Fulton County DA asks for protective order after leak of witness videos in Trump election interference case

Fulton County District Attorney Fani Willis’s office is seeking an emergency protective order after portions of videos from key witnesses in her election interference case against former President Donald Trump and others were leaked to two news outlets.

“The release of these confidential video recordings is clearly intended to intimidate witnesses in this case, subjecting them to harassment and threats prior to trial,” the DA’s office said in a court filing Tuesday after portions of the videotaped statements of lawyers Jenna Ellis, Sidney Powell and Kenneth Chesebro and bail bondsman Scott Hall were made public.

The four were among the original 19 defendants charged in the racketeering case in August and have all pleaded guilty to related charges. The footage, known as proffer videos, was made pursuant to the defendants’ plea agreements, which required that they provide true and accurate information to prosecutors.

Judge Scott McAfee scheduled a hearing on the emergency motion for Wednesday.

The Ellis and Powell statements were first reported by ABC News, while the Chesebro and Hall statements were first reported by the Washington Post. The recordings, which have not been independently obtained by NBC News, shed new light on the scope of what they told prosecutors.

Chesebro told them about a previously unreported White House meeting where he said he briefed then-President Trump on election challenges in Arizona and they discussed the “alternate electors” scheme.

Powell testified that Trump was repeatedly told by others that he’d lost the election, which is the main reason he repeatedly conferred with her, because she thought he won.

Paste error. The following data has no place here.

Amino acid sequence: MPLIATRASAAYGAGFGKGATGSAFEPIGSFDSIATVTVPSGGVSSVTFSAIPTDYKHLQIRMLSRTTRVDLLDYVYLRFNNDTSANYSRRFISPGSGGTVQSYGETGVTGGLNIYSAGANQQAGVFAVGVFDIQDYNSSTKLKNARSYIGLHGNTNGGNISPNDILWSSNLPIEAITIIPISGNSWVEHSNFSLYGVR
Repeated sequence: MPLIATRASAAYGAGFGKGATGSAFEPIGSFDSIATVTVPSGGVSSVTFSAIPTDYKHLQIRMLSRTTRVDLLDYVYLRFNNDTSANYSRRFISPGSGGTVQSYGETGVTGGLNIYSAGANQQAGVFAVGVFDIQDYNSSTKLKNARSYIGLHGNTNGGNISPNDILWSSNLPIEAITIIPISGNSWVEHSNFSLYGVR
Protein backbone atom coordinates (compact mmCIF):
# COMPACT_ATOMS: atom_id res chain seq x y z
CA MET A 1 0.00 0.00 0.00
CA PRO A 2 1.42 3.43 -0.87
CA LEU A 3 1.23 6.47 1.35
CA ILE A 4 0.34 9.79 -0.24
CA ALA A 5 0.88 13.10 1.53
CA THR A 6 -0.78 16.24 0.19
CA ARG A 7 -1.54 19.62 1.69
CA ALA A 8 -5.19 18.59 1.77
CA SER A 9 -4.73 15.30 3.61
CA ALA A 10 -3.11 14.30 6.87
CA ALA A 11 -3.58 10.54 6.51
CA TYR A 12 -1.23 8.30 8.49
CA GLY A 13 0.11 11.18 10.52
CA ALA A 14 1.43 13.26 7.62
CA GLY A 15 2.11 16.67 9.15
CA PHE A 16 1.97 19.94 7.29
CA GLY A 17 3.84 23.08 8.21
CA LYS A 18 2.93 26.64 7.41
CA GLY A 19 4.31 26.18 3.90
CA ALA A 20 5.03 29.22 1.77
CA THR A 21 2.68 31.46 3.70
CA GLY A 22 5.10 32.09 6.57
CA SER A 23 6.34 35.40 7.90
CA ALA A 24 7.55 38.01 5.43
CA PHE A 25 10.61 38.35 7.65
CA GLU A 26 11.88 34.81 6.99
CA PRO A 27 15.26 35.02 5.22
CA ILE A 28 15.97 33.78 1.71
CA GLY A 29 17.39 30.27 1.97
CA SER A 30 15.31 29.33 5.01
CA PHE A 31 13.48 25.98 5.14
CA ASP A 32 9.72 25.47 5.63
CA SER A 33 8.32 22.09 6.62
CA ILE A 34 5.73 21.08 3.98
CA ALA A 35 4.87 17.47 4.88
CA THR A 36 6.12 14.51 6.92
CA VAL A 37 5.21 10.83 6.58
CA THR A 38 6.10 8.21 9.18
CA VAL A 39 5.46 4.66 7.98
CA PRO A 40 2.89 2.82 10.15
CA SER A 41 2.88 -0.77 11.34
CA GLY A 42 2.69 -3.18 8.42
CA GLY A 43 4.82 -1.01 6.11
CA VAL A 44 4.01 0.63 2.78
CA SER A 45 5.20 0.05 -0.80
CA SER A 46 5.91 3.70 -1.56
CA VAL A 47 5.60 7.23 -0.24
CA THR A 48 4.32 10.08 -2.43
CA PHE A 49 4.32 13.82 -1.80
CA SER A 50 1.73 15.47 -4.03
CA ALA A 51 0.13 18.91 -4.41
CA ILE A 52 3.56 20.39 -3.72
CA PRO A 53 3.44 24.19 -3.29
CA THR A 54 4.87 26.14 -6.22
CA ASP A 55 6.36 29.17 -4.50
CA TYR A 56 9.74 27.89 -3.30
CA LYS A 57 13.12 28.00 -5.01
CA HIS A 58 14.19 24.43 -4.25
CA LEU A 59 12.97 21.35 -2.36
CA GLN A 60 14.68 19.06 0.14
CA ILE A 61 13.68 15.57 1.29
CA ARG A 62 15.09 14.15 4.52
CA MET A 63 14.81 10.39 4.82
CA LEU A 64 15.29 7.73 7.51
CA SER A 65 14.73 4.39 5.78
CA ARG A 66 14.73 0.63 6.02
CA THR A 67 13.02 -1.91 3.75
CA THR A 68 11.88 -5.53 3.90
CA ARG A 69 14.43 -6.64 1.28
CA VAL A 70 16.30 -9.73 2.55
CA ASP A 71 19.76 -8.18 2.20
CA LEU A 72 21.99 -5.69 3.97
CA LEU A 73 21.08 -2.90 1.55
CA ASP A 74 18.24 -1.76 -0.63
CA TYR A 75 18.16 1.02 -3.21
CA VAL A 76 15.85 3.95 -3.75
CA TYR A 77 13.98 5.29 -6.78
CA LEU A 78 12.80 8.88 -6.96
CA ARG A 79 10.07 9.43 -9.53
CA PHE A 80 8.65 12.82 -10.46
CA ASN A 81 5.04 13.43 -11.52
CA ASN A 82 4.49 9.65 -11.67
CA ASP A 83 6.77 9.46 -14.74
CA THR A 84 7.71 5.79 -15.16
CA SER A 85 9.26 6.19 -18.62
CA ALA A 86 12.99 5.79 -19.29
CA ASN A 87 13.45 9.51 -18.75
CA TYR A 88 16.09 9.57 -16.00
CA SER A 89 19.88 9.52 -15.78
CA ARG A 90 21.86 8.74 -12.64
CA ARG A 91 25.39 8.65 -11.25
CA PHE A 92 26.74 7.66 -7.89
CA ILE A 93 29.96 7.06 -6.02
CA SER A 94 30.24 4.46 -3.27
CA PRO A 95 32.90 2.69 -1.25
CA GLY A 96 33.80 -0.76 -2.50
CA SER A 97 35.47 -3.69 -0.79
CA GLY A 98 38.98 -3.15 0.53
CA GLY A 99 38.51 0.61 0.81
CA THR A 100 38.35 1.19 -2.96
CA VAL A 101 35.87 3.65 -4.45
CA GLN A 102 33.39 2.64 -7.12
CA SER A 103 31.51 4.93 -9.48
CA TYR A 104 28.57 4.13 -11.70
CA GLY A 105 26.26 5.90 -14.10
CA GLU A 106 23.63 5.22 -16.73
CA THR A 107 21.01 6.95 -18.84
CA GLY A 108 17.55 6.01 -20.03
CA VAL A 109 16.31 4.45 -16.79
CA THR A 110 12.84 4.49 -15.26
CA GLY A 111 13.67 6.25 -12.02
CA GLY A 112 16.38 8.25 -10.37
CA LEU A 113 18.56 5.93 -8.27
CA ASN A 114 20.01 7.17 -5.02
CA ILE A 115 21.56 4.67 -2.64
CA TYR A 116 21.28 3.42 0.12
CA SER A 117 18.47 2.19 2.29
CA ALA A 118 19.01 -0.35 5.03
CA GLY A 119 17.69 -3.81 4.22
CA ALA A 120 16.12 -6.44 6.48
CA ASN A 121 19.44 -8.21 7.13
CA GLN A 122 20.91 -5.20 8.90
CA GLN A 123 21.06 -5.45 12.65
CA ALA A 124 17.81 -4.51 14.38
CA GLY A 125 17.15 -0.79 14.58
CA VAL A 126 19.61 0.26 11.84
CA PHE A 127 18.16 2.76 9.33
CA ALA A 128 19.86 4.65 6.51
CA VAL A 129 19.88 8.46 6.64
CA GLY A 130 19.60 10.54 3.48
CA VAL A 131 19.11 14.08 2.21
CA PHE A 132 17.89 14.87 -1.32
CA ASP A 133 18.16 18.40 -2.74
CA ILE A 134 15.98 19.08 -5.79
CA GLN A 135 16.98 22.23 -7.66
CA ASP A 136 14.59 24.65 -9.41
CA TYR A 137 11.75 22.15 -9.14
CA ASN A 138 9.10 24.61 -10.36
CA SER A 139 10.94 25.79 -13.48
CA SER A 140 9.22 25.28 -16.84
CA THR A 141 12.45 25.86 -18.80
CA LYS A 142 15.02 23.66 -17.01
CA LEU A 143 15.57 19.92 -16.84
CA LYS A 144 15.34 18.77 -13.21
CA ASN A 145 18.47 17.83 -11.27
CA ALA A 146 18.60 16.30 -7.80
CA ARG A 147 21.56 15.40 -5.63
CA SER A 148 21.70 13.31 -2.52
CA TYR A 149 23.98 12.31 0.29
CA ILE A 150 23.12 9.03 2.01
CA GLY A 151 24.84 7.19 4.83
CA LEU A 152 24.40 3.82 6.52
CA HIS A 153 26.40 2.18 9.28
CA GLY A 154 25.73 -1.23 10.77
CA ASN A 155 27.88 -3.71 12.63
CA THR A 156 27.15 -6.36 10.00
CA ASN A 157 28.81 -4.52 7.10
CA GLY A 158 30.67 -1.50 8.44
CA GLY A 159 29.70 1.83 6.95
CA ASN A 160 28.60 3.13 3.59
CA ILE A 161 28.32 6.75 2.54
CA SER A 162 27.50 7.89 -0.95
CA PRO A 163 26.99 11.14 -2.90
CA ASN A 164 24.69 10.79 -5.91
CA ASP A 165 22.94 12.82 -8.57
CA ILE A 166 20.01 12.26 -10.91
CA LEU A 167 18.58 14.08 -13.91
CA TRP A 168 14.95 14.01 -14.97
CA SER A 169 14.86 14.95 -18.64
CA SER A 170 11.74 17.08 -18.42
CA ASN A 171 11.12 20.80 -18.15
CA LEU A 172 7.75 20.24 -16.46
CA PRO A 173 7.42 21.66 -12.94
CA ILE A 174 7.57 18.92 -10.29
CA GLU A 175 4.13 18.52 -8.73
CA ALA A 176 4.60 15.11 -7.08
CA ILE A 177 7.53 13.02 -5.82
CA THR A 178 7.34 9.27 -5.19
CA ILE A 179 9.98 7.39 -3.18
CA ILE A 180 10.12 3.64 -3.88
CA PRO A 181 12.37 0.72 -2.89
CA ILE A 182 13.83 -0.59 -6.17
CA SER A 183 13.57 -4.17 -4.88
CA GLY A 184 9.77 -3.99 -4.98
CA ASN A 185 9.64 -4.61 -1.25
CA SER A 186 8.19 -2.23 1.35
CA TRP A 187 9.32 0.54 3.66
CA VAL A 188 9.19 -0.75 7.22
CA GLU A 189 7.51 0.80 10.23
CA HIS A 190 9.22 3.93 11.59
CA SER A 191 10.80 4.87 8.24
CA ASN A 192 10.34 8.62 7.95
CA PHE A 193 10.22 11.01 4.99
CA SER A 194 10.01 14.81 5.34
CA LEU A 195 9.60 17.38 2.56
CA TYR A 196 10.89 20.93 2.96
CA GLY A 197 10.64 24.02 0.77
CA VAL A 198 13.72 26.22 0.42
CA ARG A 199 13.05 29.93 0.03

“Did I know anything about election law? No,” Powell told prosecutors, according to ABC News. “But I understand fraud from having been a prosecutor for 10 years, and knew generally what the fraud suit should be if the evidence showed what I thought it showed.”

Ellis recounted Trump senior adviser Dan Scavino telling her in December that Trump didn’t care about the election results, with Scavino adding, “We’re not going to leave” the White House.

Trump’s lawyer Steve Sadow brushed off the recordings in a statement to NBC News. “Any purported private conversation is absolutely meaningless. The only salient and telling fact is that President Trump left the White House on January 20, 2021 and returned to Mar-a-Lago in Palm Beach, Florida. If this is the nonsense line of inquiry being pursued and this is the type of bogus, ridiculous ‘evidence’ DA Willis intends to rely upon, it is one more reason that this political, travesty of a case must be dismissed,” Sadow said.

Hall, who was the first to plead guilty in the case, disclosed information about his involvement in an alleged scheme to pressure election worker Ruby Freeman to make false statements.

In its filing Tuesday, the DA’s office said an attorney for Harrison Floyd, another person charged in the Freeman scheme, initially copped to being the person responsible for the leak. After another defense attorney had asked prosecutors whether they were responsible for the leak in a group email, Floyd’s attorney responded, “It was Harrison Floyd’s team.” The lawyer then sent a follow-up saying that was a “typo.”

Floyd’s attorney did not immediately respond to a request for comment.

Chesebro attorney Scott Grubman said he did not know the source of the videos. Lawyers for Ellis and Powell declined to comment, while Hall’s attorney did not immediately respond.

The DA’s office noted that it asked for a protective order in September barring public disclosure of the information it was turning over to the defendant. The judge has yet to sign off on it, but the DA’s office suggested the leaker could still face legal ramifications for violating that order.

The leak “constitutes indirect communication about the facts of this case with codefendants and witnesses, and obstructs the administration of justice, in violation of the conditions of release imposed on each defendant,” the DA’s office said.

The office said in the filing that going forward it “will not produce copies of confidential video recordings of proffers to any defendant to prevent further public disclosure. Instead, defendants must come to the District Attorney’s Office to view confidential video recordings of proffers. They may take notes, but they will be prohibited from creating any recordings or reproductions.”

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